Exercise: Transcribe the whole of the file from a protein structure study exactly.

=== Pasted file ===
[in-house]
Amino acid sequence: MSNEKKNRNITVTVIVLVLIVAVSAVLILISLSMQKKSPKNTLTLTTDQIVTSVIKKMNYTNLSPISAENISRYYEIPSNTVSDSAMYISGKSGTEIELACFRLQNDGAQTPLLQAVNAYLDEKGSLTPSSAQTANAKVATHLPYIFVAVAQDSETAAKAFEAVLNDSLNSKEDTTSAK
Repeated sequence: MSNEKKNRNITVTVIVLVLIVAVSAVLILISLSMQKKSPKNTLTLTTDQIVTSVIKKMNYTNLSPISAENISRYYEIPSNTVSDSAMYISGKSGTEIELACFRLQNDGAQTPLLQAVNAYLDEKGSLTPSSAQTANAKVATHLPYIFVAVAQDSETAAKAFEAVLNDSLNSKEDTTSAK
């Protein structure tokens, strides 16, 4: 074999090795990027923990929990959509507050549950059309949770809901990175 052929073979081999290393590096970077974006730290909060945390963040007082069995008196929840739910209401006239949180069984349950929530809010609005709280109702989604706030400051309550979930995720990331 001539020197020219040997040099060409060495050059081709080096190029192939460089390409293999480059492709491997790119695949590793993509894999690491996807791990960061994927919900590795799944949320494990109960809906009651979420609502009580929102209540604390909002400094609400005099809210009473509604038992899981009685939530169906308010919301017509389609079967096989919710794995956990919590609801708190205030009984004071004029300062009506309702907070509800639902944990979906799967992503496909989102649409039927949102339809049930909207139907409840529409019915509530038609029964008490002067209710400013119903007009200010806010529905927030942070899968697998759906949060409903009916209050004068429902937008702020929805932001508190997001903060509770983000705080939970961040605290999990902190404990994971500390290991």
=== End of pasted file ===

[in-house]
Amino acid sequence: MSNEKKNRNITVTVIVLVLIVAVSAVLILISLSMQKKSPKNTLTLTTDQIVTSVIKKMNYTNLSPISAENISRYYEIPSNTVSDSAMYISGKSGTEIELACFRLQNDGAQTPLLQAVNAYLDEKGSLTPSSAQTANAKVATHLPYIFVAVAQDSETAAKAFEAVLNDSLNSKEDTTSAK
Repeated sequence: MSNEKKNRNITVTVIVLVLIVAVSAVLILISLSMQKKSPKNTLTLTTDQIVTSVIKKMNYTNLSPISAENISRYYEIPSNTVSDSAMYISGKSGTEIELACFRLQNDGAQTPLLQAVNAYLDEKGSLTPSSAQTANAKVATHLPYIFVAVAQDSETAAKAFEAVLNDSLNSKEDTTSAK
């Protein structure tokens, strides 16, 4: 074999090795990027923990929990959509507050549950059309949770809901990175 052929073979081999290393590096970077974006730290909060945390963040007082069995008196929840739910209401006239949180069984349950929530809010609005709280109702989604706030400051309550979930995720990331 001539020197020219040997040099060409060495050059081709080096190029192939460089390409293999480059492709491997790119695949590793993509894999690491996807791990960061994927919900590795799944949320494990109960809906009651979420609502009580929102209540604390909002400094609400005099809210009473509604038992899981009685939530169906308010919301017509389609079967096989919710794995956990919590609801708190205030009984004071004029300062009506309702907070509800639902944990979906799967992503496909989102649409039927949102339809049930909207139907409840529409019915509530038609029964008490002067209710400013119903007009200010806010529905927030942070899968697998759906949060409903009916209050004068429902937008702020929805932001508190997001903060509770983000705080939970961040605290999990902190404990994971500390290991």